Dr Hamlett also has experience in a range of analytical techniques including:

  • contact angle goniometry
  • surface tension measurements (Du Nouy ring and pendant droplet methods)
  • elipsometry
  • profilometry
  • atomic force microscopy (AFM)
  • scanning electron microscopy (SEM)
  • transmission electron microscopy (TEM)
  • x-ray photoelectron spectroscopy (XPS)
  • high speed videography
  • molarity of ethanol droplet (MED) tests.

He has experience of a number of preparative techniques including chemical modification using liquid and vapour phase techniques, nanoparticle synthesis, photolithography, microcontact printing (soft lithography) and foam generation.

Opportunities to carry out postgraduate research towards an MPhil / PhD exist and further information may be obtained from the NTU Graduate School.

External activity

Sponsors and collaborators

Current and recent research is being conducted with the collaboration, funding and / or support of:

Sponsors

External collaborators

  • Professor Stefan Doerr (Swansea University)
  • Professor Kerstin Koch (Hochschule Rhein-Waal, Germany)
  • Dr Simon Leigh (University of Warwick)
  • Dr Anniina Salonen (Laboratoire de Physiques des Solides, France)

Publications

Lithographically fabricated SU8 composite structures for wettability control. Hamlett CAE, McHale G and Newton MI, Surface and Coatings Technology, 2014, 240 179-183

Plastron respiration using commercial fabrics. Atherton S, Brennan JC, Morris RH, Smith JDE, Hamlett, CAE, McHale G, Shirtcliffe NJ, Dias T and Newton MI, Materials, 2014, 7, 484-495

Effects of hydrophobicity on splash erosion of model soil particles by a single water droplet impact. Ahn S, Doerr SH, Douglas P, Bryant R, Hamlett CAE, McHale G, Newton MI and Shirtcliffe NJ, Earth Processes and Landforms, 2013, 38, 1225-1233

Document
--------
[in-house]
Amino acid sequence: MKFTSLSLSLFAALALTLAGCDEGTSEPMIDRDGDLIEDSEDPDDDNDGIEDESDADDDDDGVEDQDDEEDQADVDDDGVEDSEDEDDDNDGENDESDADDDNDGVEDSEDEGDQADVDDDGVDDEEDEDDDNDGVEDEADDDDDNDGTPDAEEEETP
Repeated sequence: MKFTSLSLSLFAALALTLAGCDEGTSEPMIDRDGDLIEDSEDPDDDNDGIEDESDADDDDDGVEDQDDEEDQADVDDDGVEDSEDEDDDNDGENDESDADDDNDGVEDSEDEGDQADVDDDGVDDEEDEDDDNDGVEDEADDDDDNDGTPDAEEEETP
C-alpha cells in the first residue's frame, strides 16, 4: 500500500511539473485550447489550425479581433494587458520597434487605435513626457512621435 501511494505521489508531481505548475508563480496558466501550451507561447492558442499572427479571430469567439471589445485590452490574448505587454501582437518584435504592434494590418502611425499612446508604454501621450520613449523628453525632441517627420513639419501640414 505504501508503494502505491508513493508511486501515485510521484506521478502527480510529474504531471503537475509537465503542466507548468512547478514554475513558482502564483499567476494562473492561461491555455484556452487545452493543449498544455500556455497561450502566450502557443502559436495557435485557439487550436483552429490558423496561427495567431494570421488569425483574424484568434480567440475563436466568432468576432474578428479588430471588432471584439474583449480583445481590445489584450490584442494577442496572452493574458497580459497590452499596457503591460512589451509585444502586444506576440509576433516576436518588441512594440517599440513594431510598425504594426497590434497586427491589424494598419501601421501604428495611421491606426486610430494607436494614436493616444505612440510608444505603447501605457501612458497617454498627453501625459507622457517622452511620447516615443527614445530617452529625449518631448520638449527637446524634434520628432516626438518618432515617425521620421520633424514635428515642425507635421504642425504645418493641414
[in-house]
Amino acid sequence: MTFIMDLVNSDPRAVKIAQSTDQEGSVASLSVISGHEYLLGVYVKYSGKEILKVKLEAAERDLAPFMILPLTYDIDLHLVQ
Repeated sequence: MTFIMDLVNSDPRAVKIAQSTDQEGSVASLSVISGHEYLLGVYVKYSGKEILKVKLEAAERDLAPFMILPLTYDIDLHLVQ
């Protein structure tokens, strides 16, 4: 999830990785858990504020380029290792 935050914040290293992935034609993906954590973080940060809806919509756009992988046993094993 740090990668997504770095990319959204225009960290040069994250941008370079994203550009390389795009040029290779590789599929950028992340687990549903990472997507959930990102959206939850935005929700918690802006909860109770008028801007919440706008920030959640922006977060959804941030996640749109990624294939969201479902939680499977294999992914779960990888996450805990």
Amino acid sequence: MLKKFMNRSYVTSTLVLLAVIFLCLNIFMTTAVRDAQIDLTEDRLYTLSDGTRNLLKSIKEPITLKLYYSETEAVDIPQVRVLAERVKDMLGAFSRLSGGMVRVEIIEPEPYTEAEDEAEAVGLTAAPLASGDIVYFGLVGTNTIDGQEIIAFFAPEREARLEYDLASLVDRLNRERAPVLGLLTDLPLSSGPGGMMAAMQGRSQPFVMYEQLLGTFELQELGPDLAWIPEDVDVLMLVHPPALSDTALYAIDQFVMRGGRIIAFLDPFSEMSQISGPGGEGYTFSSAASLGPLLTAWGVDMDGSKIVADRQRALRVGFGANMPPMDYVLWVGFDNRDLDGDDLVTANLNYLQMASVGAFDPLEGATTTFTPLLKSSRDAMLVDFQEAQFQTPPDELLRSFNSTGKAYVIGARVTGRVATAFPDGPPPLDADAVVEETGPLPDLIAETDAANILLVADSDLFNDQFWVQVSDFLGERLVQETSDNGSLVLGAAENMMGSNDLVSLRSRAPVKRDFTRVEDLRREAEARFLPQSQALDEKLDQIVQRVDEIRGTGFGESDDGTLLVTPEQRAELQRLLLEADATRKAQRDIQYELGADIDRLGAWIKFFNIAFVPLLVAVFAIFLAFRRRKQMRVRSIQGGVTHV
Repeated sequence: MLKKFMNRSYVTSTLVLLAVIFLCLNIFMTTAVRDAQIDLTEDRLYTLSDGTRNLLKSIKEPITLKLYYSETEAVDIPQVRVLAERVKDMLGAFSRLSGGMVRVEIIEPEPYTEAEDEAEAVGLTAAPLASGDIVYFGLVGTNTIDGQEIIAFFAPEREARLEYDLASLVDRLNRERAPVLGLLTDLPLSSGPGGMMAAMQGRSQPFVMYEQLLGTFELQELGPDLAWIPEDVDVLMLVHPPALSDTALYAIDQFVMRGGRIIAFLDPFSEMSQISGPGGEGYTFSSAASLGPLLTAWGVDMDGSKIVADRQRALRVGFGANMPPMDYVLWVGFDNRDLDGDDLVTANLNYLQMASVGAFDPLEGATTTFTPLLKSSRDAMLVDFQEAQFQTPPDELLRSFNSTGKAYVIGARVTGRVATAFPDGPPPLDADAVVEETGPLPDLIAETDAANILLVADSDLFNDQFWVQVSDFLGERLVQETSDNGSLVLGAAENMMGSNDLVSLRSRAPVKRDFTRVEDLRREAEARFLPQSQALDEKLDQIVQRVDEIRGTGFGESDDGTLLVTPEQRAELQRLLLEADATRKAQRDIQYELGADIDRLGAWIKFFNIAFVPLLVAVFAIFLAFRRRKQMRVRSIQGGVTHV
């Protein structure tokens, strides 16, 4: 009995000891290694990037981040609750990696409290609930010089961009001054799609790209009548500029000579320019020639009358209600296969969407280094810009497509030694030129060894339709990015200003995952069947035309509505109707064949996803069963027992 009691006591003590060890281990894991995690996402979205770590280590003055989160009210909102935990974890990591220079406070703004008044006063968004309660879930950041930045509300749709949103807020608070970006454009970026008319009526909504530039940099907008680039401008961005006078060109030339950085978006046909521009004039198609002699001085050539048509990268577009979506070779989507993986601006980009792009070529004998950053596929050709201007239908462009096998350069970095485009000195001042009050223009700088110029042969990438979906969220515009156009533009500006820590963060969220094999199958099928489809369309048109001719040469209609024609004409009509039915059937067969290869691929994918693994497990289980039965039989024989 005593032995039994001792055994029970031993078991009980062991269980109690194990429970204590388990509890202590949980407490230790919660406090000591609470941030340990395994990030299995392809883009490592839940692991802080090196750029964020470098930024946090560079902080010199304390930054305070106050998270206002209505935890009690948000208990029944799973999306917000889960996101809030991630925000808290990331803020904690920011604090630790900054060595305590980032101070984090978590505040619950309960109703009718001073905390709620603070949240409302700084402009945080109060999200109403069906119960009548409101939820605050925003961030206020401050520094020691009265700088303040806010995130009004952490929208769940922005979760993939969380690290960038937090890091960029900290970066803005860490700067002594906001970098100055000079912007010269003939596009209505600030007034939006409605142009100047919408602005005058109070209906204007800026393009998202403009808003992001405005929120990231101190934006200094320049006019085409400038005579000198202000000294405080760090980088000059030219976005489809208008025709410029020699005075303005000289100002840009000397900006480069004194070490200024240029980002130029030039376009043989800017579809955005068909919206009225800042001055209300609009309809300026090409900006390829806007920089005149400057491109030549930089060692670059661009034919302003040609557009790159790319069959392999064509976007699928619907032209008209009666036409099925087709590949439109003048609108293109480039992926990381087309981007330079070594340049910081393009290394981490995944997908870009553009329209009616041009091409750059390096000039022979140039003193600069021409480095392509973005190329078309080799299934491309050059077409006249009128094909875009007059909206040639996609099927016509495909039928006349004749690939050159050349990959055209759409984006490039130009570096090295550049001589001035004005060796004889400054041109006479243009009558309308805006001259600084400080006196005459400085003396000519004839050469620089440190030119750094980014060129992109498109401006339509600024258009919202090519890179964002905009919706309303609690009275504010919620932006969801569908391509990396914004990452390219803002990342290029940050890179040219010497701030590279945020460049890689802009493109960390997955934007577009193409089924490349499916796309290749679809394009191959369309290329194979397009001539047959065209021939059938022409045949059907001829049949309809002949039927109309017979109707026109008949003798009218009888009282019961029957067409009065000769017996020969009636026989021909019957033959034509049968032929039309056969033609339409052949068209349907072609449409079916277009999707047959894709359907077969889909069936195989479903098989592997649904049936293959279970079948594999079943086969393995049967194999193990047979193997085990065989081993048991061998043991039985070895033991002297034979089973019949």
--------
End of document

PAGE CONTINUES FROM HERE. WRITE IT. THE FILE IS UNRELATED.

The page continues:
Transitions of water drop impact behaviour on hydrophobic and hydrophilic particles. Hamlett CAE, Atherton S, Shirtcliffe NJ, McHale G, Ahn A, Doerr SH, Bryant R and Newton MI, European Journal of Soil Science, 2013, 64, 324-333

Passive water control at the surface of a superhydrophobic lichen. Hamlett CAE, Shirtcliffe NJ, Pyatt FB, Newton MI, McHale G and Koch K, Planta, 2011, 234, 1267-1274

Effect of particle size on droplet infiltration into hydrophobic porous media as a model of water repellent soil. Hamlett CAE, Shirtcliffe NJ, McHale G, Ahn A, Bryant R, Doerr SH and Newton MI, Environmental Science and Technology, 2011, 45, 9666-9670

pH-dependant adsorption of Au nanoparticles on chemically modified Si3N4 MEMS devices. Hamlett CAE, Docker PD, Ward MCL, Prewett PD, Critchley K, Evans SD and Preece JA, Journal of Experimental Nanoscience, 2009, 4, 147-157

Vapour phase formation of amino functionalised Si3N4. Hamlett CAE, Critchley K, Gorzny M, Evans SD, Prewett PD and Preece JA, Surface Science, 2008, 602, 2724-2733

See all of Christopher Hamlett's publications...

Press expertise

  • Foams and applications of foams
  • Bubbles
  • Wettability
  • Superhydrophobicity
  • Nanopatterning